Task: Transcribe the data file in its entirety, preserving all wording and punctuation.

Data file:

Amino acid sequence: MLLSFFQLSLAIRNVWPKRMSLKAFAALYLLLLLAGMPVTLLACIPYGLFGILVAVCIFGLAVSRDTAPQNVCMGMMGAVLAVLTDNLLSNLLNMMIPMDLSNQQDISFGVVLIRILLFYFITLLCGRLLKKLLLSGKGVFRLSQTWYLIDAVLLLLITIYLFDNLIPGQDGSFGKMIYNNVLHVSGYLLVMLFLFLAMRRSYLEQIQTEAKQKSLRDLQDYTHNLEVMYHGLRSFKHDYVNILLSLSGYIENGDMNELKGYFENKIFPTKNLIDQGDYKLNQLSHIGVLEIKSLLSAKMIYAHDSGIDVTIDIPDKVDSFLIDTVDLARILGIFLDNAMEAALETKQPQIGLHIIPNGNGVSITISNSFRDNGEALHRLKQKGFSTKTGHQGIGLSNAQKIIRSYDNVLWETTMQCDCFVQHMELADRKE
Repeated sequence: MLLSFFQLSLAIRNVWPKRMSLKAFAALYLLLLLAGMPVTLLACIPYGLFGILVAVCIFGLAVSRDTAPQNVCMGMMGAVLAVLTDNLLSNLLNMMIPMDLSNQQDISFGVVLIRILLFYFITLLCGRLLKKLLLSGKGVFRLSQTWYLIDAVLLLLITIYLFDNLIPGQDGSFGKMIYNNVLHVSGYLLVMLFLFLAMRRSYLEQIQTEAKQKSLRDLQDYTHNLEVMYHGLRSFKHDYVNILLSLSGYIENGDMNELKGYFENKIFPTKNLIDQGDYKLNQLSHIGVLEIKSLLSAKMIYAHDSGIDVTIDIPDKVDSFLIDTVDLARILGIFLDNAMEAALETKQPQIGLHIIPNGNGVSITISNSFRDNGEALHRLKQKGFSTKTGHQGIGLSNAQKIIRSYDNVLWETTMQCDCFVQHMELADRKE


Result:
Amino acid sequence: MLLSFFQLSLAIRNVWPKRMSLKAFAALYLLLLLAGMPVTLLACIPYGLFGILVAVCIFGLAVSRDTAPQNVCMGMMGAVLAVLTDNLLSNLLNMMIPMDLSNQQDISFGVVLIRILLFYFITLLCGRLLKKLLLSGKGVFRLSQTWYLIDAVLLLLITIYLFDNLIPGQDGSFGKMIYNNVLHVSGYLLVMLFLFLAMRRSYLEQIQTEAKQKSLRDLQDYTHNLEVMYHGLRSFKHDYVNILLSLSGYIENGDMNELKGYFENKIFPTKNLIDQGDYKLNQLSHIGVLEIKSLLSAKMIYAHDSGIDVTIDIPDKVDSFLIDTVDLARILGIFLDNAMEAALETKQPQIGLHIIPNGNGVSITISNSFRDNGEALHRLKQKGFSTKTGHQGIGLSNAQKIIRSYDNVLWETTMQCDCFVQHMELADRKE
Repeated sequence: MLLSFFQLSLAIRNVWPKRMSLKAFAALYLLLLLAGMPVTLLACIPYGLFGILVAVCIFGLAVSRDTAPQNVCMGMMGAVLAVLTDNLLSNLLNMMIPMDLSNQQDISFGVVLIRILLFYFITLLCGRLLKKLLLSGKGVFRLSQTWYLIDAVLLLLITIYLFDNLIPGQDGSFGKMIYNNVLHVSGYLLVMLFLFLAMRRSYLEQIQTEAKQKSLRDLQDYTHNLEVMYHGLRSFKHDYVNILLSLSGYIENGDMNELKGYFENKIFPTKNLIDQGDYKLNQLSHIGVLEIKSLLSAKMIYAHDSGIDVTIDIPDKVDSFLIDTVDLARILGIFLDNAMEAALETKQPQIGLHIIPNGNGVSITISNSFRDNGEALHRLKQKGFSTKTGHQGIGLSNAQKIIRSYDNVLWETTMQCDCFVQHMELADRKE